Tuesday, May 11, 2021

Hemorrhage and Coagulopathy Case File

Posted By: Medical Group - 5/11/2021 Post Author : Medical Group Post Date : Tuesday, May 11, 2021 Post Time : 5/11/2021
Hemorrhage and Coagulopathy Case File
Eugene C. Toy, MD, Manuel Suarez, MD, FACCP, Terrence H. Liu, MD, MPH

Case 41
A 20-year-old man is brought from the operating room to the ICU following a dam age-control operation for multiple gunshot wounds. The patient was reportedly unstable throughout the entire operation. The injuries indentified include transection of the left superficial femoral artery (SFA) and multiple small bowel perforations.  During the operation, the patient had 3 small bowel segments resected and had placement of a temporary intraluminal shunt  in the SFA to control the bleeding and reestablish blood flow to his leg. At the time he arrives to the ICU, his temperature is 34.6°C, pulse rate is 128 beats/minute, and blood pressure is 90/70 mm Hg. He is intubated and mechanically ventilated. The patient is bleeding  externally from his wounds and multiple intravenous catheter sites.

 What is the most likely diagnosis? 
 What are the causes of the patient's current condition? 
 What are the priorities in this patient's management? 


Hemorrhage and Coagulopathy

Summary: A 20-year-old man has gunshot wounds through his abdomen and extrem­ity. The bowel injuries have been controlled with resection, and the vascular injury has been controlled with a temporary shunt. He was noted to be unstable throughout the surgery. His presentation to the ICU is consistent with shock and coagulopathy. 
  • Most likely diagnosis: Hemorrhagic shock and coagulopathy. 
  • Causes of patient's condition: Trauma with massive blood loss and transfusion and hypothermia. 
  • Priorities in  this patient's management: Warm the patient, resuscitate with packed red blood cells (PRBCs), fresh frozen plasma, and platelets to correct coagulopathy and acidosis.


  1. To learn the principles of massive transfusion. 
  2. To  learn the conditions that contribute to coagulopathy following massive transfusions. 
  3. To understand the limitations of laboratory studies for the evaluation of patients with this condition. 

This patient suffered significant penetrating trauma that required a damage-control operation and temporary shunting of the SFA. On admission to the ICU, he is hypotensive, tachycardic, and is bleeding from his wounds and catheter sites. His surgical bleeding site has been controlled (shunting of the SFA), but he continues to bleed from his wounds, indicating that he has a significant coagulopathy. During the operation, he has lost not only red blood cells, but also the coagulation factors that are present in his plasma. Additionally, he is hypothermic, which is common among trauma victims.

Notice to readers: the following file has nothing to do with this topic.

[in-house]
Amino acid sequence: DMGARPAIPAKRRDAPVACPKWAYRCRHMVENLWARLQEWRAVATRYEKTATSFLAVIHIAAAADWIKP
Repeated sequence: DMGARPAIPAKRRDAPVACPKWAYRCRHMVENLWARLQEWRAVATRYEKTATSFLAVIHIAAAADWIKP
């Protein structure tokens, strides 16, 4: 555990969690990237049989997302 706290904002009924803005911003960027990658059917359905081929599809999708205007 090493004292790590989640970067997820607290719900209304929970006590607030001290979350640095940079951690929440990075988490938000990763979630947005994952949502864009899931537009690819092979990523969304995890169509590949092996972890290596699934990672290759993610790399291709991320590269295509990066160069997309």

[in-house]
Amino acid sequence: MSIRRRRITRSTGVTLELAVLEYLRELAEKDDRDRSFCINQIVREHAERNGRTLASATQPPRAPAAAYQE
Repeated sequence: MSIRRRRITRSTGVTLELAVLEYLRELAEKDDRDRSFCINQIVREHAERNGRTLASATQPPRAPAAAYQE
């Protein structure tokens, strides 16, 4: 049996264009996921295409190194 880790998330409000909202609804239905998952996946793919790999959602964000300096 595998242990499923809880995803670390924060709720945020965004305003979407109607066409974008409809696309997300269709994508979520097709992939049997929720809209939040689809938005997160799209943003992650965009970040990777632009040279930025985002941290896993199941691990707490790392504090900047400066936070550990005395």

The hypothermia usually starts in the emergency department during the initial resuscitation and continues while in the operating room. Trauma patients have all of their clothes removed and are infused with normal saline and PRBCs that may not be warm. In the operating room, their chest and/or abdomen may be open, increas­ing their heat loss. They also may be paralyzed for intubation, which prevents shiv­ering. All of these mechanisms can lead to profound hypothermia. The hypothermia actively slows down the coagulation process, exacerbating coagulopathy and contin­ued nonsurgical bleeding (ie, bleeding that cannot be controlled by suture ligation). It is likely that this patient is also acidotic from incomplete resuscitation, which can also worsen the coagulopathic state. The combination of acidosis, hypothermia, and coagulopathy is often referred to as the "triad of death." 

Approach To:
Hemorrhage and Coagulopathy


HEMOSTATIC RESUSCITATION: Hemostatic resuscitation is a relatively new concept that evolved largely based on clinical observations from injuries managed during the conflicts in Iraq and Afghanistan. This begins with limitation of fluids in the field, application of tourniquets and hemostatic agents for direct bleeding control. Once victims arrive to the medical care facility, the resuscitation is directed to preserve coagulation functions rather than restoring normal vital signs.

MASSIVE TRANSFUSION: A commonly used definition is the transfusion of >10 U of PRBCs in 24 hours. Patients who require massive transfusion have suffered a large amount of blood volume losses; therefore, they require the replacement of PRBCs, fresh frozen plasma, and platelets in a short time period. These components are often given in ratios that mimic whole blood concentrations.

FACTOR VII: Coagulation factor that can be made in recombinant fashion and administered to patients who are coagulopathic.

THROMBOELASTOGRAPHY: Method for real-time measurement of coagulation status. The results report the time to clot formation and the clot strength. They can be used for goal-directed administration of blood products.

PLATELETPHERESIS: Process whereby the platelets are separated from the other blood components and the remaining components are returned to the donor. Thus, a unit of plateletpheresis consists of approximately 6-7 units of random platelet units.


Massive Transfusion Principles